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John Colagioia (he/him)
John Colagioia (he/him)

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Small-D date Night

This is the software kind of date—the kind at a UNIX/Linux command line—not the kind that requires you to break your social-distancing protocols…


Recently, I decided that I needed to pre-generate skeletal posts for an ongoing project on my personal blog. On the one hand, I’m interested in the overall result of seeing how many weeks I've committed to staring me in the face. But on the other—more relevant to an audience of fellow developers—the process of generating a list of dates in a shell script turned out to be interesting and satisfying.

Unsurprisingly, this centers on the GNU date command.

Another Day, Another Time

The date documentation makes it clear enough that there is a --date (or -d) option that allows specifying a date, but what’s not made clear is how flexible this specifier can be. Any of the following work. Deep breath!

  • A text-based date string, such as “18 Mar 2020” or “18 March 2020”
  • A numerical date string, such “01/02/03” (Day/Month/Year) or “01-02-03” (Year-Month-Day) or even “20200314 1440” (YYYYMMDD HHMM); years from 00–68 are in the 21st century (2000–2068) and 69–99 are in the 19th century, but 1–9 (no leading zero) are literal years CE 1–9
  • A time, whether on a twelve-hour (“10:35 p.m.”) or twenty-four-hour (“22:35”) clock, optionally including a time-zone specifier by name (“GMT” or “PDT”)
  • Complete timestamps (“2020-03-14T17:23:53.000000+0700”)
  • Upcoming days of the week (“Thursday”)
  • Space-separated relative specifiers (“last Thursday” or “2 years ago” or “last Monday +3 years +7 hours -21 minutes” or “now”)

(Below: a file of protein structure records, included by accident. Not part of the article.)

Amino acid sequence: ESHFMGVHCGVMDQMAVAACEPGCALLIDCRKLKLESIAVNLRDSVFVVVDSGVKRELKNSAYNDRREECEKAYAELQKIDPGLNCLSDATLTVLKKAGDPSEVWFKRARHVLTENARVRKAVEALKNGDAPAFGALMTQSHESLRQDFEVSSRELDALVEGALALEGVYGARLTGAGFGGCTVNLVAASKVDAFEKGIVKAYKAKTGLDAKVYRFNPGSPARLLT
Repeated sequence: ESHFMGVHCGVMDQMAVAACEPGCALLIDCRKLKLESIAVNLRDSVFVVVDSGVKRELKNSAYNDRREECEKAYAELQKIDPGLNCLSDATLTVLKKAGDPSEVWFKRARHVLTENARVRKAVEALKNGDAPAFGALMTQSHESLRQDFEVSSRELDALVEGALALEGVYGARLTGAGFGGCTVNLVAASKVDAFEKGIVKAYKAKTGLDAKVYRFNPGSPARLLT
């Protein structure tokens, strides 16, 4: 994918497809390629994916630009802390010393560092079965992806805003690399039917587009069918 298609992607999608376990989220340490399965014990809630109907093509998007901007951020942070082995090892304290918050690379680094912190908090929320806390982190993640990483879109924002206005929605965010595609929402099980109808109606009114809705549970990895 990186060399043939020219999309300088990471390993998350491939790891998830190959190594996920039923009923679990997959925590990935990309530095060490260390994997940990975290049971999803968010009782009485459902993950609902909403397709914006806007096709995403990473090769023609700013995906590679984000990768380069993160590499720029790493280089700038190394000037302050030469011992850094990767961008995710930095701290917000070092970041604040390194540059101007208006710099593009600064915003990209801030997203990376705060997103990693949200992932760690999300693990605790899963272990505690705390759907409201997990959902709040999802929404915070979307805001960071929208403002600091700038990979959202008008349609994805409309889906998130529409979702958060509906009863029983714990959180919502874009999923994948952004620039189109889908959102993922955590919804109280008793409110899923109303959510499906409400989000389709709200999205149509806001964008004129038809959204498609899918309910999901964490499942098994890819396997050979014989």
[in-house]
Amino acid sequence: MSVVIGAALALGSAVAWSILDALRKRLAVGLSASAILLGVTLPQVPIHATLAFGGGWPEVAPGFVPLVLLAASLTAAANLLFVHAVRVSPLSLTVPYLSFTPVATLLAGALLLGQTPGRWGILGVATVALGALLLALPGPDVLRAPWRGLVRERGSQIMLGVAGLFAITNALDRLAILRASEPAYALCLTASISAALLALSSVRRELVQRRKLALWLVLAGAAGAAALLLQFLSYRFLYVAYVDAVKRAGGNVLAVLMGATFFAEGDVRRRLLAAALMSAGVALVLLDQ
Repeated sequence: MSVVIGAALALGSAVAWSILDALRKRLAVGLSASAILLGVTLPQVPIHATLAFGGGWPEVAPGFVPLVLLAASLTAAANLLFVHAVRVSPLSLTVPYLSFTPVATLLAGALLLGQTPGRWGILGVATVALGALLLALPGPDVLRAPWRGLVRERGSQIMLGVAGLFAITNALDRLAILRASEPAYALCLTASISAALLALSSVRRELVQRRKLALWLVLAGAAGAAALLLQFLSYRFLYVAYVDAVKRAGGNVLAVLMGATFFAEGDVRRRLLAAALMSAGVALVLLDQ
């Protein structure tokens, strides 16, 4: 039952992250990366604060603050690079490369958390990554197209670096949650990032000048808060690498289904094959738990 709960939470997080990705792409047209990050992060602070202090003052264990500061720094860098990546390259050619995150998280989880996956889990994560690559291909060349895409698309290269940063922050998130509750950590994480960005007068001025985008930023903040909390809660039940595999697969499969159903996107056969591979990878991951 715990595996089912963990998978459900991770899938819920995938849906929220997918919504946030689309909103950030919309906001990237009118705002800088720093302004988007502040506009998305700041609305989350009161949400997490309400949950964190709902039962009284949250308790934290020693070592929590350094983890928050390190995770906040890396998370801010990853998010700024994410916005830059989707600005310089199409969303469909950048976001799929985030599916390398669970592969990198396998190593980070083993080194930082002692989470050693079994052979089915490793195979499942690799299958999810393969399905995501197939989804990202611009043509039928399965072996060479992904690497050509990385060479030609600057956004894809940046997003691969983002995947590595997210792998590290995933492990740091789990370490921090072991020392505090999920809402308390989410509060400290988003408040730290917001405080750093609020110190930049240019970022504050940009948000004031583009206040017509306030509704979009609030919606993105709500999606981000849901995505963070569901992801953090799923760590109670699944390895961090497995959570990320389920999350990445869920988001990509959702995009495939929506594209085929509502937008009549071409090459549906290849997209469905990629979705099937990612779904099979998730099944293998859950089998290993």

• Seconds since the UNIX Epoch
  • Any of the above prefixed with a long-form timezone like “TZ=’Europe/Geneva’”
  • A lot of these can be mixed, such as a numerical date string followed by relative specifiers.

Most of those are useful, but obvious and uninteresting. However, those relative specifiers? That’s the stuff of programming! With relative specifiers, we can do something like this somewhat-contrived example.

for filename in *
  date --date "thursday +${count} days"
  count=$(($count + 7))

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This takes each file in the current directory (not for any useful reason, just because I wanted a finite set) and prints the date of every Thursday going forward by counting up in increments of seven days.

Harvesting Information

As far as it goes, the loop will serve us well…except that, if you’re familiar with Jekyll (which is what I use to run my blog), you probably know that I need a couple of different kinds of dates. The post filenames are in a “” format (the file for my original post on this is named, for example), and the front-matter of the post includes a date and time, where the date can be a wide variety of formats.

This brings us to formatting. The format needed for the file name’s date is easy. In fact, there’s an in-built formatter for dash-delimited values in descending order of significance.

date +%F
# outputs "2020-03-14"